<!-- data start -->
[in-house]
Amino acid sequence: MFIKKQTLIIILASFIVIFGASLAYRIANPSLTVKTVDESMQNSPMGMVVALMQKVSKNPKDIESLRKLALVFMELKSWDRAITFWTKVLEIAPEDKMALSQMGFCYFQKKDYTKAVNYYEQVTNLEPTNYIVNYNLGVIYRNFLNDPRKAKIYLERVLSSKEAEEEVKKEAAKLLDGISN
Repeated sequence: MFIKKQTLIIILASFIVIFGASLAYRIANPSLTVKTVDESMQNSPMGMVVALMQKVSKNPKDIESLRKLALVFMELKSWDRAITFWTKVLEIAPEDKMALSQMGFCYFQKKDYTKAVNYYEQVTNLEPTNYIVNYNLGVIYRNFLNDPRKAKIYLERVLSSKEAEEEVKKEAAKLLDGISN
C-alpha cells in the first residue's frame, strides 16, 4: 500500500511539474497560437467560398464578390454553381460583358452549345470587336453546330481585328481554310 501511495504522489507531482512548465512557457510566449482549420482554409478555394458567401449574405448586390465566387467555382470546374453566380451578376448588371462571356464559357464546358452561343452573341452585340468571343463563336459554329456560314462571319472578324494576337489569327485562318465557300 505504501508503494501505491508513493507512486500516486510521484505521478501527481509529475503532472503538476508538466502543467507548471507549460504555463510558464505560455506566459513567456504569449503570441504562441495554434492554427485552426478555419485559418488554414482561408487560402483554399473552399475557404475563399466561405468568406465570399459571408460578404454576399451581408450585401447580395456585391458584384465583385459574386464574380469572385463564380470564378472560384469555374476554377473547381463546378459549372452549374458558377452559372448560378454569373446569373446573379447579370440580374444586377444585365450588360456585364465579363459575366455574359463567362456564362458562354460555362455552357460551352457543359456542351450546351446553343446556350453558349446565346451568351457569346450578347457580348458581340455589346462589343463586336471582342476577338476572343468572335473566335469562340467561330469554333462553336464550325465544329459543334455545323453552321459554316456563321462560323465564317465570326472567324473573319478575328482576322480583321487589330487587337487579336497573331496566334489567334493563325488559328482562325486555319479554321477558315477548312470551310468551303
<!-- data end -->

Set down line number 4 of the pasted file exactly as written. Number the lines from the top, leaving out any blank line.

C-alpha cells in the first residue's frame, strides 16, 4: 500500500511539474497560437467560398464578390454553381460583358452549345470587336453546330481585328481554310 501511495504522489507531482512548465512557457510566449482549420482554409478555394458567401449574405448586390465566387467555382470546374453566380451578376448588371462571356464559357464546358452561343452573341452585340468571343463563336459554329456560314462571319472578324494576337489569327485562318465557300 505504501508503494501505491508513493507512486500516486510521484505521478501527481509529475503532472503538476508538466502543467507548471507549460504555463510558464505560455506566459513567456504569449503570441504562441495554434492554427485552426478555419485559418488554414482561408487560402483554399473552399475557404475563399466561405468568406465570399459571408460578404454576399451581408450585401447580395456585391458584384465583385459574386464574380469572385463564380470564378472560384469555374476554377473547381463546378459549372452549374458558377452559372448560378454569373446569373446573379447579370440580374444586377444585365450588360456585364465579363459575366455574359463567362456564362458562354460555362455552357460551352457543359456542351450546351446553343446556350453558349446565346451568351457569346450578347457580348458581340455589346462589343463586336471582342476577338476572343468572335473566335469562340467561330469554333462553336464550325465544329459543334455545323453552321459554316456563321462560323465564317465570326472567324473573319478575328482576322480583321487589330487587337487579336497573331496566334489567334493563325488559328482562325486555319479554321477558315477548312470551310468551303